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Current Understanding and Future Research Priorities in Malignancy Associated With Inborn Errors of Immunity and DNA Repair Disorders: The Perspective of an Interdisciplinary Working Group

Lookup NU author(s): Dr Simon BomkenORCiD, Dr Christopher Bacon, Professor Andrew GenneryORCiD



This work is licensed under a Creative Commons Attribution 4.0 International License (CC BY 4.0).


Patients with inborn errors of immunity or DNA repair defects are at significant risk of developing malignancy and this complication of their underlying condition represents a substantial cause of morbidity and mortality. Whilst this risk is increasingly well-recognized, our understanding of the causative mechanisms remains incomplete. Diagnosing cancer is challenging in the presence of underlying co-morbidities and frequently other inflammatory and lymphoproliferative processes. We lack a structured approach to management despite recognizing the competing challenges of poor response to therapy and increased risk of toxicity. Finally, clinicians need guidance on how to screen for malignancy in many of these predisposing immunodeficiencies. In order to begin to address these challenges, we brought together representatives of European Immunology and Pediatric Haemato-Oncology to define the current state of our knowledge and identify priorities for clinical and research development. We propose key developmental priorities which our two communities will need to work together to address, collaborating with colleagues around the world.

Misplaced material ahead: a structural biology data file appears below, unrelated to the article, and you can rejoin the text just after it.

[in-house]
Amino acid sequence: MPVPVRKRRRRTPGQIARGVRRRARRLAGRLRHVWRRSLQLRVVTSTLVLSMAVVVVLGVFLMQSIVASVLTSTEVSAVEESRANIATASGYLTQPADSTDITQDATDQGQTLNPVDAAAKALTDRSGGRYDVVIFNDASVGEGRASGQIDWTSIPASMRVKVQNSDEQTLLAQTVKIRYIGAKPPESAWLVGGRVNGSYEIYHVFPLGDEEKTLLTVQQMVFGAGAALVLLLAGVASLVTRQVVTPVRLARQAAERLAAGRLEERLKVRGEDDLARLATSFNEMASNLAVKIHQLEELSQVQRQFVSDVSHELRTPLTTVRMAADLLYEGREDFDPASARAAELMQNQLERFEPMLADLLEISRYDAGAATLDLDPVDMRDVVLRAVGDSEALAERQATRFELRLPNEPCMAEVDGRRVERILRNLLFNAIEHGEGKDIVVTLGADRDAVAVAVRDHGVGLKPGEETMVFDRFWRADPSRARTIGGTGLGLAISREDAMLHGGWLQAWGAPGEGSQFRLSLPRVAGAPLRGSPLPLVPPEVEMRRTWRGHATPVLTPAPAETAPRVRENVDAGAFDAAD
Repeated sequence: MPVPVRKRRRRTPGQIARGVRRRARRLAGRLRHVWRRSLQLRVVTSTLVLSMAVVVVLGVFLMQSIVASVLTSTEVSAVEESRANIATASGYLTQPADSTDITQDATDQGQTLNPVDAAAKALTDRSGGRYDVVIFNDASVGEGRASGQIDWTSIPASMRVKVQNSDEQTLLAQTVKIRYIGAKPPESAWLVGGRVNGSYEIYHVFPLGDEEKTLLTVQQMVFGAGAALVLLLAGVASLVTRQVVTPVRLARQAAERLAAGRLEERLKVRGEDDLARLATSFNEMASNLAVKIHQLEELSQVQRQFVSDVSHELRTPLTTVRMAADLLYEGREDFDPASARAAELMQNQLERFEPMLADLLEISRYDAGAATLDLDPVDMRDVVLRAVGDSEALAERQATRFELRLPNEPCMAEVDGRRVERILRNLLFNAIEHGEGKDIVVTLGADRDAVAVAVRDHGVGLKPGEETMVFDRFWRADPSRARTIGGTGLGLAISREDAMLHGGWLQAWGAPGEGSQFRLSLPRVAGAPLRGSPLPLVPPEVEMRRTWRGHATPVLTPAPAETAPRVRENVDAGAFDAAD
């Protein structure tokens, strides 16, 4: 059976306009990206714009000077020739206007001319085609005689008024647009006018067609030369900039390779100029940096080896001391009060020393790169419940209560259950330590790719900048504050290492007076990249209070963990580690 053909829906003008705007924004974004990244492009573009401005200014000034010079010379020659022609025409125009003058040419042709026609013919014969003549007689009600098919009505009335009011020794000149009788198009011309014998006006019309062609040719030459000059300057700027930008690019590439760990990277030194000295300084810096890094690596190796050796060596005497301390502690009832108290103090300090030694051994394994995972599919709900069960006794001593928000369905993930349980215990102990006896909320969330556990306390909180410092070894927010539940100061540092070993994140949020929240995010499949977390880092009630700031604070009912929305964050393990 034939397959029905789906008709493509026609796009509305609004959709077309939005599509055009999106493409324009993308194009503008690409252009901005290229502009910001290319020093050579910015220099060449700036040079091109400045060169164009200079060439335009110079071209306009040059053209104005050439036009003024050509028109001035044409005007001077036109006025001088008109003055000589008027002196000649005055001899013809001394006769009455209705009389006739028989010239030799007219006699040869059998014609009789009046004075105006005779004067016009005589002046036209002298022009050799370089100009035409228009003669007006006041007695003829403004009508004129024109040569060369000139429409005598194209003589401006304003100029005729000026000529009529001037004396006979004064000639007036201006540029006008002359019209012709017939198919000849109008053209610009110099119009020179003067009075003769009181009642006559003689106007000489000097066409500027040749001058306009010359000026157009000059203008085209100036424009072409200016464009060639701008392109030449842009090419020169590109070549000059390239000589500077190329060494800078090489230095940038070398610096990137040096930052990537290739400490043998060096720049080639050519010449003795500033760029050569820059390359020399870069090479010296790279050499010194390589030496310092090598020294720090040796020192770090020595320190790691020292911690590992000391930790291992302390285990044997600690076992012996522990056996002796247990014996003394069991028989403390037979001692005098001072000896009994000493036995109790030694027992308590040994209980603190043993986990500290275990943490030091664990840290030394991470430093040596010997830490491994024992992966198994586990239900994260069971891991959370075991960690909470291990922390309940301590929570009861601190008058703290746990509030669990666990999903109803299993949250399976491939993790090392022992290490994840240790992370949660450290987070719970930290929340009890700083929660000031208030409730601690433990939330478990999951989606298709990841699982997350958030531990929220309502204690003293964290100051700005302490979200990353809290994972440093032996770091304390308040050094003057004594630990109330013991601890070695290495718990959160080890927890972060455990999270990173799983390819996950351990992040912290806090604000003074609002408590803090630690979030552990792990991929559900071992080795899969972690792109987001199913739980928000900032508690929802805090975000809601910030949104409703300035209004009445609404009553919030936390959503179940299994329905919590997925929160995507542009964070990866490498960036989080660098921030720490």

Publication metadata

Author(s): Bomken S, van der Werff Ten Bosch J, Attarbaschi A, Bacon CM, Borkhardt A, Boztug K, Fischer U, Hauck F, Kuiper RP, Lammens T, Loeffen J, Neven B, Pan-Hammarstrom Q, Quinti I, Seidel MG, Warnatz K, Wehr C, Lankester AC, Gennery AR

Publication type: Review

Publication status: Published

Journal: Frontiers in Immunology

Year: 2018

Volume: 9

Online publication date: 12/12/2018

Acceptance date: 27/11/2018

ISSN (electronic): 1664-3224

Publisher: NLM (Medline)


DOI: 10.3389/fimmu.2018.02912

PubMed id: 30619276